By Beth Bader
In our book, we explain a lot about the amount of influence you have over your kids’ diets. In fact, you are the primary influence for things like how many fruits and vegetables your child likes and you determine about 72 percent of your child’s diet — even when it feels like a no-win struggle.
But, what you eat while pregnant may also influence your child’s health than most women realize. As scientists begin to focus on epigenics — the relationship between genetics and environmental factors on how those genes are expressed — new, compelling research shows your diet while pregnant can be a predictor of your child’s IQ, risk of autism, and future risk of obesity and her long term health including how well she ages as an adult.
Six top reasons to eat healthy while you are pregnant:
Lower Risk of Type II Diabetes and Age-related Diseases
According to research funded by the BBSRC and the British Heart Foundation, your diet regulates your baby’s development of a gene called Hnf4a. This gene is related to pancreas development and a child’s risk of developing type 2 diabetes. A poor diet during pregnancy increases the rate that this gene is altered in your child as he ages. In related research published in the Journal of Lipid Research, a high fat diet during pregnancy is increased the likelihood of not just your child developing Type II diabetes, but your grandchildren as well.
Lower Risk of Obesity in Children, and Heart Disease as Adults
Mothers who consume junk foods high in fat and sugar while pregnant, give birth to infants with elevated levels of cholesterol and triglycerides. Research published in The Journal of Physiology showed that these kids were not only more likely to be obese as adolescents, but may have lasting alterations to their metabolism, including liver damage, and an increase in their tendency to gain weight and overeat. Conversely, if a mother’s diet is high in healthy antioxidants, a child’s risk of obesity is decreased.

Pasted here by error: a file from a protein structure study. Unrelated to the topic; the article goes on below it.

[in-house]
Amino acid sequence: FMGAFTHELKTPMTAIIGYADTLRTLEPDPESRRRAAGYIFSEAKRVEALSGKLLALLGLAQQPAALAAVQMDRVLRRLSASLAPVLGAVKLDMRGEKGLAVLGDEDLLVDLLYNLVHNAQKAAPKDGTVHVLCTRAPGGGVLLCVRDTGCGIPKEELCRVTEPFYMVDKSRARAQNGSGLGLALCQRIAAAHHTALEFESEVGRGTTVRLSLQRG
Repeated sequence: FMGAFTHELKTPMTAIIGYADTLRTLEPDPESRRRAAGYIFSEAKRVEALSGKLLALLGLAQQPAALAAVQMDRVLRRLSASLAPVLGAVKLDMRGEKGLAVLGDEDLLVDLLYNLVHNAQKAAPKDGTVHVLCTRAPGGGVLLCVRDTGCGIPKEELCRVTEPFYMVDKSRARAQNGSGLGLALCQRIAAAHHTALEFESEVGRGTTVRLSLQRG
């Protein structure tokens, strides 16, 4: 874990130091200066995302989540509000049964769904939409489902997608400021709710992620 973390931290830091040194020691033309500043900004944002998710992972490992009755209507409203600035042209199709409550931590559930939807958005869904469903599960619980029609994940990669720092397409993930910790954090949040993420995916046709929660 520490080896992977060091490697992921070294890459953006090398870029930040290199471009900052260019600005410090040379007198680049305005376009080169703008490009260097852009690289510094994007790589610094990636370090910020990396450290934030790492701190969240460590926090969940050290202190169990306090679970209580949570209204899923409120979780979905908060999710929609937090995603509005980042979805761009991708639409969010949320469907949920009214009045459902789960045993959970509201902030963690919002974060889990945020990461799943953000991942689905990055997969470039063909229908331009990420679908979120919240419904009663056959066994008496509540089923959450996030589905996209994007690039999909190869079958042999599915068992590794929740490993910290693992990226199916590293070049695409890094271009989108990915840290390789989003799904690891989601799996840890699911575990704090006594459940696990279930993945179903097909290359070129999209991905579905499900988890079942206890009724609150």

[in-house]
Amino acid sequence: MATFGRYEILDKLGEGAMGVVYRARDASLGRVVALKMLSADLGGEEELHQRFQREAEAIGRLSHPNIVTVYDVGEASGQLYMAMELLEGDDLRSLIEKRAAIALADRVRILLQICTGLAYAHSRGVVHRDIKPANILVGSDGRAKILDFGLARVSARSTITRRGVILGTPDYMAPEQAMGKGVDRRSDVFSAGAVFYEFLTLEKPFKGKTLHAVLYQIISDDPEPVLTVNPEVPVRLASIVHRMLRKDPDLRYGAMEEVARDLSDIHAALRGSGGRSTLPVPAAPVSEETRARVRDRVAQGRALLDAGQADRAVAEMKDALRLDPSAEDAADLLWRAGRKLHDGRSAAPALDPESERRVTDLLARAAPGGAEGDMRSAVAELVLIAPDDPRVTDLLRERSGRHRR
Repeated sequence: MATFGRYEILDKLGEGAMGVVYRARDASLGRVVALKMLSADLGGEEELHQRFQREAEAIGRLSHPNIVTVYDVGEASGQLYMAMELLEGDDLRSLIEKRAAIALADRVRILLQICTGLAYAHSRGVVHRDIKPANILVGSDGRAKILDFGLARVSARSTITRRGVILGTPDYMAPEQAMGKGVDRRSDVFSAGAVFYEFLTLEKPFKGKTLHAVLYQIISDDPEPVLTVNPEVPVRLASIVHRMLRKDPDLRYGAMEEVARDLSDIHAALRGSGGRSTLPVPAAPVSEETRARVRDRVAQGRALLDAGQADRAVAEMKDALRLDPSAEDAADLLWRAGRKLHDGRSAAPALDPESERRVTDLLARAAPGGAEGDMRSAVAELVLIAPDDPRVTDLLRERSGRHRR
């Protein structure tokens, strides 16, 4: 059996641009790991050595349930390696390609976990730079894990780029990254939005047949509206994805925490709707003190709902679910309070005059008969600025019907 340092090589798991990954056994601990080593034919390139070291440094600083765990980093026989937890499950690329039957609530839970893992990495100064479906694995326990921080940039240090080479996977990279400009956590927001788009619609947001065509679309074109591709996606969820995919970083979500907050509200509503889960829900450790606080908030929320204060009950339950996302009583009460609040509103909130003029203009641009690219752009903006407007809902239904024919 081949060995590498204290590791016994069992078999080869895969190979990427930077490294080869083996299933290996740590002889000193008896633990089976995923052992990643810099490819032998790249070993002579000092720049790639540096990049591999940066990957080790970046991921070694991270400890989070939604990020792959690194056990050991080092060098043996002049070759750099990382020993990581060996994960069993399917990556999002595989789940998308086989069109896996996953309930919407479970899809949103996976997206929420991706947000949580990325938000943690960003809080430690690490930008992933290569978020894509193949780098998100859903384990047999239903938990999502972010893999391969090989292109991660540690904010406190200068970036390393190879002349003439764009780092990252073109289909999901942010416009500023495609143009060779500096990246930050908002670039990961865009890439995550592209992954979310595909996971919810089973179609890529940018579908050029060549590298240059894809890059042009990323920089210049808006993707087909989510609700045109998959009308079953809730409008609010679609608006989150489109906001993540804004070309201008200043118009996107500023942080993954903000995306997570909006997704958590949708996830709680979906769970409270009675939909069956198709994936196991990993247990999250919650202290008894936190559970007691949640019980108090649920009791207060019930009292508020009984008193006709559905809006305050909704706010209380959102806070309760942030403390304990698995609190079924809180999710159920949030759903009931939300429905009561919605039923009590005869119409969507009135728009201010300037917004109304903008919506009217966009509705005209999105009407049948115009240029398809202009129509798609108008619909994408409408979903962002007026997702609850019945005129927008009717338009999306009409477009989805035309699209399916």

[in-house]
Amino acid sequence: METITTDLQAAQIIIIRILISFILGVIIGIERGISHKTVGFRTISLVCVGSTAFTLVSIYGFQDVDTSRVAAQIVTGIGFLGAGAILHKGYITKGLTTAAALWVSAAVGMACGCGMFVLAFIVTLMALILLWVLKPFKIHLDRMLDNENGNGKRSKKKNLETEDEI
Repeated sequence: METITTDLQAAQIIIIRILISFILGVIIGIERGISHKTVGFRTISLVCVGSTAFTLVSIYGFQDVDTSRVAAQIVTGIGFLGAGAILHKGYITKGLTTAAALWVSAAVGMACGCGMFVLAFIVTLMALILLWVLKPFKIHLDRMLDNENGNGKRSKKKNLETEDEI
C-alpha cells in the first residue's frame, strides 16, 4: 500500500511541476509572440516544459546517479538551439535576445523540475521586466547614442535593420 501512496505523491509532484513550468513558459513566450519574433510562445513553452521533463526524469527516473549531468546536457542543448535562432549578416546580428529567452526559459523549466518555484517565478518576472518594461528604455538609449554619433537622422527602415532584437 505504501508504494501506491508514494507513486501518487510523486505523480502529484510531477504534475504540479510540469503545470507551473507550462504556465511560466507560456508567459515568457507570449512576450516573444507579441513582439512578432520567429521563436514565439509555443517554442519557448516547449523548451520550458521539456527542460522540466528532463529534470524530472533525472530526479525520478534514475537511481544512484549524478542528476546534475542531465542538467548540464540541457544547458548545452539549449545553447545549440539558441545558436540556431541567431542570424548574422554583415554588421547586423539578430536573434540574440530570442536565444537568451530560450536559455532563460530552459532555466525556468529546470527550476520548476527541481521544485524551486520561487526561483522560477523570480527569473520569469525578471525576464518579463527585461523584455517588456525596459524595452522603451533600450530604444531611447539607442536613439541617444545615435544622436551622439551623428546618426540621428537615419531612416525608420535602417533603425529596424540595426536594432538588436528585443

Decreased Risk of Autism
Babies born from a mother who is obese, has high blood pressure, or has diabetes — type I, type II, or gestational diabetes — have a 60 percent increased risk of developing autism. For all these women, it’s advisable to seek a high-risk obstetrician and for diabetics, keep blood sugars well-controlled through a healthy, managed diet to minimize this risk.
Consider eating more organic produce while you are pregnant. Three separate studies, funded by National Institute of Environmental Health Sciences and the federal Environmental Protection Agency, point to a relationship between pesticide exposure for pregnant moms and a significant decrease in IQ for their children. For every 10-fold increase of a mother’s exposure to organophosphates — the class of pesticides studied — her child had an average drop of 5.5 I.Q. points. Researchers compared the impact of pesticide exposure to the similar discovery of the effects of lead on children’s I.Q.s.
Lower Risk of Early Onset Puberty
A high fat diet during pregnancy may also be linked to early-onset puberty in girls. Early puberty is a risk factor for obesity, insulin resistance, teenage depression, and breast cancer in adulthood. The study, from The Liggins Institute of the University of Auckland in New Zealand, also indicated that the mother’s diet had more influence on the risk of early onset puberty than the child’s own diet after birth.
Less Picky Eaters
Before your child was old enough to demand mac and cheese, the foods you ate during pregnancy already set some taste preferences for your child by “flavoring” the amniotic fluid, according to research from the Monell Chemical Senses Center in Philadelphia. Think of pregnancy as the easiest time in your child’s life to get them to eat their vegetables!